Adding Godliness

Peter provided a list of 7 characteristics that he, basically, says are necessary qualities for the Christian to have in order to get to Heaven. Having worked with the first four, we now look at Godliness.

For this very reason, make every effort to supplement your faith with virtue, and virtue with knowledge, and knowledge with self-control, and self-control with steadfastness, and steadfastness with godliness, and godliness with brotherly affection, and brotherly affection with love. (2Pe 1:5-7)

There is a lot to think about with the characteristic of godliness. For example, what exactly is godliness? I like to ask that question because godliness seems to be a little vague. In the Greek, there is a word used that sometimes is translated “pious” or “piety”, in the Hebrew there is a word that started out meaning “kind”  but evolved to “religiously pious”. (I am not a Greek or Hebrew expert, mind you, I am simply using Strong’s concordance.) But to say that godliness is “piety”, a word that most of us do not use too often does not really help us.

One way you might learn what a word means is by learning what it is not. Perhaps you might remember when Gilligan was adopted by the Howell’s on the TV show “Gilligan’s Island”. Suddenly, he was not able to associate with the common folks: his old friends. In a humorous way, we see that being called by a certain name requires a certain lifestyle. The same is true for those of us called by the name of Christ.

Godliness cannot be defined by it’s form. Paul warns us about those who have a form of godliness but have denied the power of it.

But know this, that in the last days perilous times will come: For men will be lovers of themselves, lovers of money, boasters, proud, blasphemers, disobedient to parents, unthankful, unholy, unloving, unforgiving, slanderers, without self-control, brutal, despisers of good, traitors, headstrong, haughty, lovers of pleasure rather than lovers of God, having a form of godliness but denying its power. And from such people turn away! (2Ti 3:1-5)

Appearing to be godly is not the same as being godly. Not that these people would appear to be godly if they actually acted like Paul says, so they hide those characteristics and adopt a form of godliness. Perhaps they are a bit like the Pharisees:

“And when you pray, you shall not be like the hypocrites. For they love to pray standing in the synagogues and on the corners of the streets, that they may be seen by men. Assuredly, I say to you, they have their reward. But you, when you pray, go into your room, and when you have shut your door, pray to your Father who is in the secret place; and your Father who sees in secret will reward you openly. And when you pray, do not use vain repetitions as the heathen do. For they think that they will be heard for their many words. (Mat 6:5-7)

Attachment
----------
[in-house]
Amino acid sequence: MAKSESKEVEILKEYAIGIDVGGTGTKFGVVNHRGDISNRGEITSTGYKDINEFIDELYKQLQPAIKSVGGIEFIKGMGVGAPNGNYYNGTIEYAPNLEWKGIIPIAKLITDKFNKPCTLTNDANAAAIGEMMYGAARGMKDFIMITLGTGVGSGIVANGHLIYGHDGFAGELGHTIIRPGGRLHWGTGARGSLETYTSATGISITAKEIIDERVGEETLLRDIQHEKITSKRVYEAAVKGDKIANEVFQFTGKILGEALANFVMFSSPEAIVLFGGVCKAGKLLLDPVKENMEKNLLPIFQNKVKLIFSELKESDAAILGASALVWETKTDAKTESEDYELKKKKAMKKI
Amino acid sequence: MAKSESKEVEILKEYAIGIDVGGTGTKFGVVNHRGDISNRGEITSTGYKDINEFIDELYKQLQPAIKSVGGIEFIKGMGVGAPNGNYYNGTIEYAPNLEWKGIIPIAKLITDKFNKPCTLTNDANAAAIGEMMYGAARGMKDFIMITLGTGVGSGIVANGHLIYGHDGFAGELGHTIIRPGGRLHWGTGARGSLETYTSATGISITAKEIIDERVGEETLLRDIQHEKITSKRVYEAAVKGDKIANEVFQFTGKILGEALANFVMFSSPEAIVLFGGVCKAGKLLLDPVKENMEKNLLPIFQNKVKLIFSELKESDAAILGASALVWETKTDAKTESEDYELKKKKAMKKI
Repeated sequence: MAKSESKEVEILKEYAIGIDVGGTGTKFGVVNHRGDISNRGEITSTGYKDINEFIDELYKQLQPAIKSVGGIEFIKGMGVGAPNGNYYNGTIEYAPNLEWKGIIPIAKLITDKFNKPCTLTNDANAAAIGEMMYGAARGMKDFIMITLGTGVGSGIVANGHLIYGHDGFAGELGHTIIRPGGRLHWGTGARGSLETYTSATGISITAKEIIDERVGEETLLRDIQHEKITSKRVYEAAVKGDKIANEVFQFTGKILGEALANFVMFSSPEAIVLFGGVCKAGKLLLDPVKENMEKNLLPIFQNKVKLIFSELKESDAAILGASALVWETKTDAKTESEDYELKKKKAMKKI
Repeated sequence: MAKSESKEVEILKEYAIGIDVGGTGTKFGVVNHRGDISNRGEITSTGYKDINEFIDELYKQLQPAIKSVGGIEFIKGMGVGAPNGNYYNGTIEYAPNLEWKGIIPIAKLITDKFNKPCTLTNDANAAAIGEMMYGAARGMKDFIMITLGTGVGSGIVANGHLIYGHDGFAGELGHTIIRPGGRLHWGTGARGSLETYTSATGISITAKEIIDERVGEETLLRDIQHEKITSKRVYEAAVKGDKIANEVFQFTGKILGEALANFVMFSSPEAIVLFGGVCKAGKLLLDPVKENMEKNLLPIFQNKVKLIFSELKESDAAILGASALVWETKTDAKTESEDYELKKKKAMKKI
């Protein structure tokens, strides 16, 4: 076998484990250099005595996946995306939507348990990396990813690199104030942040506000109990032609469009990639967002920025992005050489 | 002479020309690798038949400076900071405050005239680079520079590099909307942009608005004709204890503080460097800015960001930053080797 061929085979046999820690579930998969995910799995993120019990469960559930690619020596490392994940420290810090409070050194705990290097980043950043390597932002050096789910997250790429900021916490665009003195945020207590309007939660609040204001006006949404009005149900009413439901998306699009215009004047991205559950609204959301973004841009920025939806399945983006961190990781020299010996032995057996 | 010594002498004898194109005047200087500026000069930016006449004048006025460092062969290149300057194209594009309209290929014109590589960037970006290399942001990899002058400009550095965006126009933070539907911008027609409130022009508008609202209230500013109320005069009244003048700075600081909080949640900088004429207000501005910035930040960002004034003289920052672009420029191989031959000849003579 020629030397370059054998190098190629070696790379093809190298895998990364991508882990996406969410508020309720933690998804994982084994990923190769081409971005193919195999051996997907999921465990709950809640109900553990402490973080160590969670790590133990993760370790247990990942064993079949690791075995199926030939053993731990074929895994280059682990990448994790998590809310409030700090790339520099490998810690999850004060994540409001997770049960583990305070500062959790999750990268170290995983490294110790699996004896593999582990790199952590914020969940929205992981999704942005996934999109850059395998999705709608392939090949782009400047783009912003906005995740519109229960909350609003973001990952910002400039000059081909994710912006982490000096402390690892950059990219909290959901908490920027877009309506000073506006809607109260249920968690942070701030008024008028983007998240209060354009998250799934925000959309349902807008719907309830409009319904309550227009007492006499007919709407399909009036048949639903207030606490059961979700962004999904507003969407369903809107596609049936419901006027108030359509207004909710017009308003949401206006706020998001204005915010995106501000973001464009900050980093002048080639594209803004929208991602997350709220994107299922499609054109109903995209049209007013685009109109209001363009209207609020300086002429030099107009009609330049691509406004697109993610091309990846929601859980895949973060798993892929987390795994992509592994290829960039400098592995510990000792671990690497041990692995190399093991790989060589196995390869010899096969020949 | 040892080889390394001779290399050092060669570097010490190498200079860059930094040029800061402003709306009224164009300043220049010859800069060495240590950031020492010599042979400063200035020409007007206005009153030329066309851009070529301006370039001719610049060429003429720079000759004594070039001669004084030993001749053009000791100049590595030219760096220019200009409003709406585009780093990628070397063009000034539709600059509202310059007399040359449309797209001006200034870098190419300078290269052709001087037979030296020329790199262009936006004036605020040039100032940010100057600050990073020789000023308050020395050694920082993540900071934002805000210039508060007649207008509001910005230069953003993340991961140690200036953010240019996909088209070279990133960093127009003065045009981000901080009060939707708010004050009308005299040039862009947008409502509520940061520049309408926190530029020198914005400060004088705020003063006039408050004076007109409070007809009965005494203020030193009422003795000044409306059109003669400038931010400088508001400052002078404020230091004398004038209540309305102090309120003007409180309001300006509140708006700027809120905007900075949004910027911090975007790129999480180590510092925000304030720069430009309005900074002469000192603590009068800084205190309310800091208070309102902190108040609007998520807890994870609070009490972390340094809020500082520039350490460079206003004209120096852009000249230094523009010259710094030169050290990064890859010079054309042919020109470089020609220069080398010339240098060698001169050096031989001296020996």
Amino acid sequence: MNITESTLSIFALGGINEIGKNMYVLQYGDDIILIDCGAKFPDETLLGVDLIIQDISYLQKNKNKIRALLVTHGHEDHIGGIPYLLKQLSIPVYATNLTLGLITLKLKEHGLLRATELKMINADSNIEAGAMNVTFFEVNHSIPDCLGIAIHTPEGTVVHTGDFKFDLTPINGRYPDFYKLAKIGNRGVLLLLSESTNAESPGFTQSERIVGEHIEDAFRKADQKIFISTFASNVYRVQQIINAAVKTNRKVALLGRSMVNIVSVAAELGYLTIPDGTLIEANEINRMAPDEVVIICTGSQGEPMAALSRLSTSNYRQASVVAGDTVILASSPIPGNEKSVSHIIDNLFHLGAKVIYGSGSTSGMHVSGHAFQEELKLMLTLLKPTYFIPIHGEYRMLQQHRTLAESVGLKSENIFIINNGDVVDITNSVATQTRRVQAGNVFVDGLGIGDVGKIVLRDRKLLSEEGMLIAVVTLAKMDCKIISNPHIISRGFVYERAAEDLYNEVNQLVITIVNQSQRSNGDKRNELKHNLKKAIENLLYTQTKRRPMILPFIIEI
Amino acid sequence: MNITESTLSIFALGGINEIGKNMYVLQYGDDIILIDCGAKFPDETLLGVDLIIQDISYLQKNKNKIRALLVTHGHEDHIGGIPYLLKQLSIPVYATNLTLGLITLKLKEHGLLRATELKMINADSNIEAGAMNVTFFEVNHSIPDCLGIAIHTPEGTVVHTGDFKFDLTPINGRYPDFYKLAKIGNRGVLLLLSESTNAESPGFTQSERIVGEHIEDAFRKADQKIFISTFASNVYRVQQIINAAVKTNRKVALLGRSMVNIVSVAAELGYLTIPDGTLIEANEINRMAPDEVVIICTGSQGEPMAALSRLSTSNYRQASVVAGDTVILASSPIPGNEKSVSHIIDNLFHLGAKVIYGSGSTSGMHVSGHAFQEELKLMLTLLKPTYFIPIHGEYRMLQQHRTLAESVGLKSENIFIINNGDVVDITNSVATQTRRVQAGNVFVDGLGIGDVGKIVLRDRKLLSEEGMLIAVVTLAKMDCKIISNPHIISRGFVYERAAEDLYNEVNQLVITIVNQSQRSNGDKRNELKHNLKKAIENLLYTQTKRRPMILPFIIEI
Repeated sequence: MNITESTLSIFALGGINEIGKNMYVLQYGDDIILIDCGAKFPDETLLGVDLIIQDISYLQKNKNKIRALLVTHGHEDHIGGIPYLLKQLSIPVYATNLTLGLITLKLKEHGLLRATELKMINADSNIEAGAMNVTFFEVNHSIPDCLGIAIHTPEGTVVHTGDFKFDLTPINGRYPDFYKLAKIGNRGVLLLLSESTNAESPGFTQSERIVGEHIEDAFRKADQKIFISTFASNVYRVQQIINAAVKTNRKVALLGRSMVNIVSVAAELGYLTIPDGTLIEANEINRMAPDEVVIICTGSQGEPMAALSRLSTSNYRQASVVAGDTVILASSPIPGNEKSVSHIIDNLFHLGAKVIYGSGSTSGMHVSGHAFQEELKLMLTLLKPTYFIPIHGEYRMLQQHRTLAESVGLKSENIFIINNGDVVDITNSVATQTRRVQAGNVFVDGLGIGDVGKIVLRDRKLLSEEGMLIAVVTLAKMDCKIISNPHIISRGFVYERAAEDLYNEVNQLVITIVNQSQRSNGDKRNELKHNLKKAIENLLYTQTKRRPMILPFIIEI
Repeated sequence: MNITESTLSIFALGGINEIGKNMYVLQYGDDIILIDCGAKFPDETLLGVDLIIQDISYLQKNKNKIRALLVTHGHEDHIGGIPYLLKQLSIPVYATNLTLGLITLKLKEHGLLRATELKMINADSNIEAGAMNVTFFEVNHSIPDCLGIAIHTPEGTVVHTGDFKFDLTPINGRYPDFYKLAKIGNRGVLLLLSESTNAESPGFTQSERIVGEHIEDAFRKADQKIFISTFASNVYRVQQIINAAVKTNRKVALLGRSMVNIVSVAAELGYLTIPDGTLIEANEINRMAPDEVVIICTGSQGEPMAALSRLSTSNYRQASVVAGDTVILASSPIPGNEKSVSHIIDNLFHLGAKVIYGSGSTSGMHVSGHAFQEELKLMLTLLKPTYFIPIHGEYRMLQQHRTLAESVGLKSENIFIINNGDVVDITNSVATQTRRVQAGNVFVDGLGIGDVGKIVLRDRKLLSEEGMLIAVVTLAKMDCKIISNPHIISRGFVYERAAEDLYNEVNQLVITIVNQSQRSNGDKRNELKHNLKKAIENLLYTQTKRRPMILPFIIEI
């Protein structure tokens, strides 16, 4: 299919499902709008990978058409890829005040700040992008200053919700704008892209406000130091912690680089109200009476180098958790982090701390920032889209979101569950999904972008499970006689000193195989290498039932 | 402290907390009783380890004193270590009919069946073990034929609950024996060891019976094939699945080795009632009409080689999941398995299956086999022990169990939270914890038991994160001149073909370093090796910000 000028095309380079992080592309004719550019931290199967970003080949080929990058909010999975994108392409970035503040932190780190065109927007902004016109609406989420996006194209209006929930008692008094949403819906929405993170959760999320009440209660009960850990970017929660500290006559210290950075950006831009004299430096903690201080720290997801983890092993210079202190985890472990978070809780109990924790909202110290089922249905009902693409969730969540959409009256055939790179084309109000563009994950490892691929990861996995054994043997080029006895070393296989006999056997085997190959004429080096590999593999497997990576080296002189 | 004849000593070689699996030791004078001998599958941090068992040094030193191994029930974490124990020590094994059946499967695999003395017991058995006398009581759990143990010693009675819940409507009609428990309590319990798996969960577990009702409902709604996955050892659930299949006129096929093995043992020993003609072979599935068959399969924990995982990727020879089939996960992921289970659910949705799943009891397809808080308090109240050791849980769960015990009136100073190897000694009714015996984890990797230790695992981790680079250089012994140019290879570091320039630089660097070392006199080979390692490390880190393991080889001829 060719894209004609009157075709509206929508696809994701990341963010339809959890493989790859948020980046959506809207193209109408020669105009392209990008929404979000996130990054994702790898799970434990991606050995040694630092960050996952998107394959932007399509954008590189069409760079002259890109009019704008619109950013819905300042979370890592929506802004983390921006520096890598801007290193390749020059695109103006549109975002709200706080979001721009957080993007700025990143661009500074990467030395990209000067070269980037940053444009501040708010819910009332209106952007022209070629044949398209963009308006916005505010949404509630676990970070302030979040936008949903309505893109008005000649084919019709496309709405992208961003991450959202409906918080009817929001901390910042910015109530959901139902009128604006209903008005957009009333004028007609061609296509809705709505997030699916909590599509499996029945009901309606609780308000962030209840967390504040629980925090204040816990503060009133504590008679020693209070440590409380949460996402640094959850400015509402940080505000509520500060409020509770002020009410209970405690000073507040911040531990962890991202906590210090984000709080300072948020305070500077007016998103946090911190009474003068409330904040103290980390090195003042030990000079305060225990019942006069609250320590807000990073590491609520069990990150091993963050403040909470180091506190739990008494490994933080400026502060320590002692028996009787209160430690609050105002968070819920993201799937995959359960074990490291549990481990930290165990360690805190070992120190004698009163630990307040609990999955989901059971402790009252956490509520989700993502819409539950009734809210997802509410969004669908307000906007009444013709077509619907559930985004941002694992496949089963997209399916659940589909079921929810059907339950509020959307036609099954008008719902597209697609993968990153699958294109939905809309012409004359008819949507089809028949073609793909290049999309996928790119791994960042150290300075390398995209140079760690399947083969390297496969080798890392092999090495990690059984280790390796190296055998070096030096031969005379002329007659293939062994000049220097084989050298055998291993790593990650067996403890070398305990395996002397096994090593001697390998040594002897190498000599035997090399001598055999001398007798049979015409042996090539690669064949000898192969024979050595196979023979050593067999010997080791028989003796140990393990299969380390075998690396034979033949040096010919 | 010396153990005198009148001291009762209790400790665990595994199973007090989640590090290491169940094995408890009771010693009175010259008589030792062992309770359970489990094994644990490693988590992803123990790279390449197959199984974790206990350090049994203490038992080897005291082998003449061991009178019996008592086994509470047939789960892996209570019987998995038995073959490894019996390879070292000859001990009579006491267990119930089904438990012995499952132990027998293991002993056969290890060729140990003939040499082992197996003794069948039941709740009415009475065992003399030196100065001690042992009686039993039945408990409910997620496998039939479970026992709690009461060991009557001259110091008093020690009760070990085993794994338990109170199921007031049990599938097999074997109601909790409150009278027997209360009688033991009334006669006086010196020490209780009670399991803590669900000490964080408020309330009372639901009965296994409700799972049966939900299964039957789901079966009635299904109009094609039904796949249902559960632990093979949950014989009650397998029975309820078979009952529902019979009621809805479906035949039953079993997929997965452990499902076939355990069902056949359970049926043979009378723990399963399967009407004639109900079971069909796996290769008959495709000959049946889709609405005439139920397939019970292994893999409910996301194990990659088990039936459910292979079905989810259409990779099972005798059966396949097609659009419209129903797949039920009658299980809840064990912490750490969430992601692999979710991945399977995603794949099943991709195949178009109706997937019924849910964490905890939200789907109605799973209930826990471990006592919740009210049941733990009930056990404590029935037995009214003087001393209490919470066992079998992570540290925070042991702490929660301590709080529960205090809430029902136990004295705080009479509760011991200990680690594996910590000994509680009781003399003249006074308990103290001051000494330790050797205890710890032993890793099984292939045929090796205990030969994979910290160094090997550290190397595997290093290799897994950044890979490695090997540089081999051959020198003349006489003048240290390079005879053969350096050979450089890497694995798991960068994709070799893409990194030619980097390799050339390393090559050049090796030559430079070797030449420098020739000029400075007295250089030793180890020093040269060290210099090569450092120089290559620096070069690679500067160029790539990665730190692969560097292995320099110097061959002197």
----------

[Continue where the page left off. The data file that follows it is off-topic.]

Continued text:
Both types of these prayers (of the Pharisees and Gentiles) have the form of godliness. One is done publicly, but not internally, and the other is done as if repetition alone would be of some value. Neither examples of prayer takes into consideration that there must be a sincerity that comes from the heart in order to make the actions which appear to be godly to actual godliness.

One more passage that talks about godliness and shows the opposites of it is this one:

I desire then that in every place the men should pray, lifting holy hands without anger or quarreling; likewise also that women should adorn themselves in respectable apparel, with modesty and self-control, not with braided hair and gold or pearls or costly attire, but with what is proper for women who profess godliness–with good works. (1Ti 2:8-10)

If I am correct, the “likewise” ties what Paul says about men and women together; both need to have godliness (even though it only specifically mentions it in the section about women). What would not be appropriate to godliness for men is “anger or quarreling” and for women focusing on “braided hair, gold, pearls, costly attire”.  The opposite then, of prayer with holy hands, and respectable apparel and good works should be considered part of godliness..

Yet, there is more that can be said about godliness. Lord willing we will tomorrow.

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About Steven Sarff

If I were to offer any one piece of advice to one wishing to serve God, it would be to put Hebrews 11:6 and Acts 17:11 into action and let God guide you to grow in the grace and knowledge of His Son Jesus Christ.

Posted on May 27, 2012, in Christianity, Faith and tagged , , , , , , . Bookmark the permalink. Leave a comment.

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